Principal investigator Dr. Lawrence J. Appel of Johns Hopkins School of Medicine in Baltimore, Maryland, presented the OmniHeart findings. The study involved 164 adults with prehypertension (roughly 20%) or stage 1 hypertension (roughly 80%), with blood pressures averaging 130/80 at baseline. Approximately 55% of the study population was African American.
They were randomized to one of three diets: a carbohydrate-rich diet similar to Dietary Approaches to Stop Hypertension (DASH); a diet rich in protein, with about half the protein derived from plant sources; or a diet high in unsaturated fats, which were primarily monounsaturated and derived from either canola or olive oil.
Approximately 10% of calories were shifted from carbohydrates to either protein or monounsaturated fat.
Patients stayed on each diet for six weeks and returned to their normal eating habits for three to six weeks before switching to another arm of the study. Body weight was kept constant.
The protein-rich diet decreased cardiovascular risk by 21%, the monounsaturated fat-rich diet by 20% and the DASH-type diet by 16%, Dr. Appel reported.
The findings show that dietary intake has a strong effect on cardiovascular risk, and that in addition to sodium, potassium and alcohol intake and body weight, macronutrients affect heart disease risk, Dr. Appel noted. All diets lowered cholesterol, blood pressure and other measures of risk, but the DASH diet had the least effect on blood pressure, he said. Other studies have shown that while a low protein diet decreases LDL cholesterol, it also decreases HDL cholesterol.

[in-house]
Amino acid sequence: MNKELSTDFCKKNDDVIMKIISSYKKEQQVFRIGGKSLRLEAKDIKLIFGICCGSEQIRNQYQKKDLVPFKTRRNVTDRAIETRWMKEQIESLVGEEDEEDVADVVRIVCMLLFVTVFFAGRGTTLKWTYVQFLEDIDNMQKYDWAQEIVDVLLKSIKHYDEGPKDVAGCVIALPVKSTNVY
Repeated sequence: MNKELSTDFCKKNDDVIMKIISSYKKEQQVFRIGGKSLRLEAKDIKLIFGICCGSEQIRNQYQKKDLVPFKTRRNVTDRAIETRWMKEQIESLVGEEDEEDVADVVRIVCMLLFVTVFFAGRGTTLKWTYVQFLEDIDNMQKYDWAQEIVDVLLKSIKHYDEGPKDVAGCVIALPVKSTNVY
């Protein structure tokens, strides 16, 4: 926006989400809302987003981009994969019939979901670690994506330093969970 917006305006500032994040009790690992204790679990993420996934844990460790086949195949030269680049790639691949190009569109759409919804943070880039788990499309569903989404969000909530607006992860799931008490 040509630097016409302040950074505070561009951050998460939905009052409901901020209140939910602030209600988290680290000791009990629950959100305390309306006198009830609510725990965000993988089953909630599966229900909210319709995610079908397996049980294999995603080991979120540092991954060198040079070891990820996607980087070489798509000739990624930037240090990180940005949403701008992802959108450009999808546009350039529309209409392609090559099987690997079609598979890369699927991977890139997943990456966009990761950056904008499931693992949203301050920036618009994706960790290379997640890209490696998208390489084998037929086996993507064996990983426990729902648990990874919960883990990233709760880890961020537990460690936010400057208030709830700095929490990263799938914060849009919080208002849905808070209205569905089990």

In an interview with Reuters Health, he pointed out that the OmniHeart findings show that the DASH diet can be improved upon. “One possibility is that the best diet is a hybrid of high protein and high unsaturated fat.”
The study is also published in the November 16th issue of the Journal of the American Medical Association. The findings were released early to coincide with Dr. Appel’s presentation at the AHA’s Scientific Sessions 2005.
The JAMA article is accompanied by an editorial by Dr. Myron H. Weinberger of Indiana University School of Medicine in Indianapolis. He told Reuters Health that “individuals with stage 1 hypertension will unlikely reach adequate control with these diets alone. Medications will also be needed to achieve adequate blood pressure levels,” which he defined as less than 140/90 for nondiabetics and less than 130/80 for diabetics.
Dr. Weinberg expressed skepticism about patients being able to adhere to any of the diets on their own. “No studies have been done to show that free-living individuals can prepare and consume the diets that were provided in this diet. It may well be that a commercial food preparer will eventually assume the responsibility for diets similar to these and provide them to participants,” he said.